Twenty years ago today I photographed Hollywood icon Angelyne.
I was commissioned by a New York agency to shoot a new campaign for IKEA. The agency’s concept was to have IKEA redecorate Los Angeles. We photographed a series of seven different large productions over the course of a couple of weeks. In each image we IKEA-ized an iconic L.A. fixture. We ran a string of IKEA lamps as far as the eye could see along the boardwalk at Venice Beach and shot models at sunset as they skated in the lamp’s glow, we remodeled a Malibu lifeguard stand complete with IKEA fixtures, furniture, rugs, towels and window treatments. We replaced all of the outdoor tables and umbrellas at Gladstones complete with dishes, decorations, plants, curtains, etc. In what we all considered a stroke of genius, the final concept was to photograph L.A.’s own iconic billboard pin-up, Angelyne, on an IKEA bed instead of stretched out on her signature pink Corvette.
For those unfamiliar with the enigmatic Angelyne, the phenomenon is difficult to explain. From the first time I visited L.A. and pretty consistently up until a few years ago you could not avoid seeing giant pink billboards plastered everywhere advertising Angelyne. I never knew her claim-to-fame other than the billboards themselves, I didn’t know any one else that knew, I still don’t. The images always featured big blonde hair and bright pink lips on a well-endowed woman of no specific age, often accompanied by a phone number and her bright pink Corvette that perpetually darted up and down the Sunset Strip.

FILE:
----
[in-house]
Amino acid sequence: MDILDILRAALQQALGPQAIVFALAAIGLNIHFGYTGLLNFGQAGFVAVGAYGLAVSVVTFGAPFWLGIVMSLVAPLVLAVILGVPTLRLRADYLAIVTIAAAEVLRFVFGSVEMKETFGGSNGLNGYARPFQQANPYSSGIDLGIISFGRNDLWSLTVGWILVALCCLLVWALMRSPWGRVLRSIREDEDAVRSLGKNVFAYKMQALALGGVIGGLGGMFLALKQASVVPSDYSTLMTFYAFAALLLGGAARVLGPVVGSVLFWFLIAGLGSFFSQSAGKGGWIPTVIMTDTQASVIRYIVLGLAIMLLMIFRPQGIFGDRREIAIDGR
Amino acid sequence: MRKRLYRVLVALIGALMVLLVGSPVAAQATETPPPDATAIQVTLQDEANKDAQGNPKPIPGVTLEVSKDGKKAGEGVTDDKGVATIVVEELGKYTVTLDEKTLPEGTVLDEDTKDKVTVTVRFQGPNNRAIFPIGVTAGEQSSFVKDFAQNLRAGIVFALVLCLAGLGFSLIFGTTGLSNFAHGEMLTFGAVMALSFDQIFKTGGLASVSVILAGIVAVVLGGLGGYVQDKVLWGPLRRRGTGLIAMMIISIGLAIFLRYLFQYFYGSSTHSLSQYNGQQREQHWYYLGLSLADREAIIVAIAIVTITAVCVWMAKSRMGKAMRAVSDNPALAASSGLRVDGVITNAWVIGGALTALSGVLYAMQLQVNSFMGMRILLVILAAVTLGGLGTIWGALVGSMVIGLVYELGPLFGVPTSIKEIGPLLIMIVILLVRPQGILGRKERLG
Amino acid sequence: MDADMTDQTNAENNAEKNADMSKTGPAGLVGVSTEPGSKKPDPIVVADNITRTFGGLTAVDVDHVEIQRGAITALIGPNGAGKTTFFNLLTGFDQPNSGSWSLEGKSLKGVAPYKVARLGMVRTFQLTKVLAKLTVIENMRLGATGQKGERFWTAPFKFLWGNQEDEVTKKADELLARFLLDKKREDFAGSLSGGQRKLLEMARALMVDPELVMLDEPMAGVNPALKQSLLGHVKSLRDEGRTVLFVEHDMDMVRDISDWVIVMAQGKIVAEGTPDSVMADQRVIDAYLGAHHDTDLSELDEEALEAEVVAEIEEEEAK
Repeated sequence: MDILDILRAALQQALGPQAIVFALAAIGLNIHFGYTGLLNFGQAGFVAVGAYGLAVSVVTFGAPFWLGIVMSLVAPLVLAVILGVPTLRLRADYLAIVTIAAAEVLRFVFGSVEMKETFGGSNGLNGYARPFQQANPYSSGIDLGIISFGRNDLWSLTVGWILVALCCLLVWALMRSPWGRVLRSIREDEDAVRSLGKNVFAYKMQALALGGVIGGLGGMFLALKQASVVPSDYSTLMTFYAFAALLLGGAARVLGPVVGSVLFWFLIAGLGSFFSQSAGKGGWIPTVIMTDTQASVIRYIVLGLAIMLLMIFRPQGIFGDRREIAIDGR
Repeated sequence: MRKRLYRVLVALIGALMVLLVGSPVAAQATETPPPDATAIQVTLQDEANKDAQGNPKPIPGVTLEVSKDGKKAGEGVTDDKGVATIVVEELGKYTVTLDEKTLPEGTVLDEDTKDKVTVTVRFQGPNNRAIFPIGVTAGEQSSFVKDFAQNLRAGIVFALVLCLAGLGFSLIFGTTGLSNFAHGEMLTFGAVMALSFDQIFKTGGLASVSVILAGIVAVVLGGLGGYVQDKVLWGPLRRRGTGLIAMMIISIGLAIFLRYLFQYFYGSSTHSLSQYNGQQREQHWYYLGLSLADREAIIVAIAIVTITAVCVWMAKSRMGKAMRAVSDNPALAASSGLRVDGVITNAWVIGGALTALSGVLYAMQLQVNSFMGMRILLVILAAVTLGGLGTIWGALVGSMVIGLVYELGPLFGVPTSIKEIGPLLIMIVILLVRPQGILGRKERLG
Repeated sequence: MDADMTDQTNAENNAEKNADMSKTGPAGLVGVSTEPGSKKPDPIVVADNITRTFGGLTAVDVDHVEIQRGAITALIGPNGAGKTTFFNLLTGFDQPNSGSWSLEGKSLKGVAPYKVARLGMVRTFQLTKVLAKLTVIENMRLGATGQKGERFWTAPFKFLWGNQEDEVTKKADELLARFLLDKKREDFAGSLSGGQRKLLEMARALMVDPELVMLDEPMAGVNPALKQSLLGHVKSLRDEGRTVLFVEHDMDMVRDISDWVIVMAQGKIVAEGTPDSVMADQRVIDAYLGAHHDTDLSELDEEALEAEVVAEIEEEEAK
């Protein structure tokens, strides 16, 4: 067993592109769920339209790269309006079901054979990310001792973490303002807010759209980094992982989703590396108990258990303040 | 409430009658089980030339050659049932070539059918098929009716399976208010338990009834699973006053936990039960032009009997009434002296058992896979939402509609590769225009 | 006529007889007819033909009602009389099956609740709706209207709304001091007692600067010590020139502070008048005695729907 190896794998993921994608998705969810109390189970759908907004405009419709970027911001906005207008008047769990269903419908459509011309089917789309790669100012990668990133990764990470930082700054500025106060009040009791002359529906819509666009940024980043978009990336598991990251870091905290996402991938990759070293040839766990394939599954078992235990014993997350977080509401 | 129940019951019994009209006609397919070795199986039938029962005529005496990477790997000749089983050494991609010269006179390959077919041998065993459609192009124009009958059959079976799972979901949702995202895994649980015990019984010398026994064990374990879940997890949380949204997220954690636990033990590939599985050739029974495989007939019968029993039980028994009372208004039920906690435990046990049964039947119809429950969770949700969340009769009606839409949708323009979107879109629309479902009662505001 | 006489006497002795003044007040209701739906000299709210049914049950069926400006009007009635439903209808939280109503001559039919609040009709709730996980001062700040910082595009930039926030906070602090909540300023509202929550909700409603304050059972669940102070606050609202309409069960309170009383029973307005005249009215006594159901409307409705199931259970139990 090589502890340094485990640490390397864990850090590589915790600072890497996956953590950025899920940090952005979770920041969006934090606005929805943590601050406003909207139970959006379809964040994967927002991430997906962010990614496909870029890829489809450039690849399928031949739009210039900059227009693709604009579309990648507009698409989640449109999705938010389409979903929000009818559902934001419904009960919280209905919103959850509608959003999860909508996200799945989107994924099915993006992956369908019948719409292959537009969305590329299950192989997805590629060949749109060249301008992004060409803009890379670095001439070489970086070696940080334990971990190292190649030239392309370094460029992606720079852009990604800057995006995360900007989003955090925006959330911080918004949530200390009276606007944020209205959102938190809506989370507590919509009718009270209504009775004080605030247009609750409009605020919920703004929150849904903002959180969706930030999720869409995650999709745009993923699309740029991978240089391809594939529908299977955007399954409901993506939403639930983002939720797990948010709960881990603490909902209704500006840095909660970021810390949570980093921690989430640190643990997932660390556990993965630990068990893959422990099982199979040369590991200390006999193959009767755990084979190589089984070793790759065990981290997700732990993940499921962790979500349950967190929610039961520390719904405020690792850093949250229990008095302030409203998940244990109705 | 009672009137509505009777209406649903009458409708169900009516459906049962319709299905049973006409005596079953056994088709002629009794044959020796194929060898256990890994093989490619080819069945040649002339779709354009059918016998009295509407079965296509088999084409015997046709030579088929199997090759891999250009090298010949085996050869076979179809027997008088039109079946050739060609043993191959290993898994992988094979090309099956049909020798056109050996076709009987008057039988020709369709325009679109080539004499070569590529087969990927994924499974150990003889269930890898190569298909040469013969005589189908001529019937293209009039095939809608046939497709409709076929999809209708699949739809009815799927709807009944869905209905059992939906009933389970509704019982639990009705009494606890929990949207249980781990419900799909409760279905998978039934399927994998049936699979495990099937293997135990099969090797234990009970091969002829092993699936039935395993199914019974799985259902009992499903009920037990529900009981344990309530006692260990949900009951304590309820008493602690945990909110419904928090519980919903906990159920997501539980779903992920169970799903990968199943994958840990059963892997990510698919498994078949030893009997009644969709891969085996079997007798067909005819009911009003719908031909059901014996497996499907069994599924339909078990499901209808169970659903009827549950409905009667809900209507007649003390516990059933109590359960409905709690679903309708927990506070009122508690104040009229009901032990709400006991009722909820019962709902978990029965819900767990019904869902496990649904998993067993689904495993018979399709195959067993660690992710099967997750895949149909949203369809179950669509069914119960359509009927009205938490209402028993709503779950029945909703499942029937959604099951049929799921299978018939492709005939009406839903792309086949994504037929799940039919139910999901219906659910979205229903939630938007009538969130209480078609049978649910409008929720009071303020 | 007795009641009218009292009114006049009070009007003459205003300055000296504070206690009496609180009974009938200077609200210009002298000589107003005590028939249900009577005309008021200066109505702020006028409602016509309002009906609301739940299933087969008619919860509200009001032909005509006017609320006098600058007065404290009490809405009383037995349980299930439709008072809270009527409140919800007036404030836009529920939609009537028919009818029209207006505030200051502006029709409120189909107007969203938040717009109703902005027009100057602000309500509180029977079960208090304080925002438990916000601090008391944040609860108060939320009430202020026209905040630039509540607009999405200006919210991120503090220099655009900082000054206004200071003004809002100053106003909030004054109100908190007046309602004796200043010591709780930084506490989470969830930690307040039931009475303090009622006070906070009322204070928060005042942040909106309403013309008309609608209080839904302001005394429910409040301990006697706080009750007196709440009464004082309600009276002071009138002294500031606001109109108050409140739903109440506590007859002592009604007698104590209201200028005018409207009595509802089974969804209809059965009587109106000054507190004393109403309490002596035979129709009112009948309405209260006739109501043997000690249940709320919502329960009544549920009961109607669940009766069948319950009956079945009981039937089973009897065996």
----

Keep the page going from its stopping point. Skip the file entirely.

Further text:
IKEA took the bait and called the number. Fortunately, her schedule was open. They offered her a bunch of money and we booked Angelyne for the campaign. It was to be the last image in the series and much simpler than the previous images as it was the only one in studio and relatively straight-forward. We had been dealing with massive cranes that wanted to sink in the surf, thousands of feet of electrical cables buried in wet sand, custom convertibles that had to stay dry, and a torrent of endless, unrelenting rain that made that quintessential “sunny California look” a challenge. With those hurdles behind us we were all relieved that we could wrap the campaign with a shoot that should offer few surprises. On the other hand…you can prepare for rain.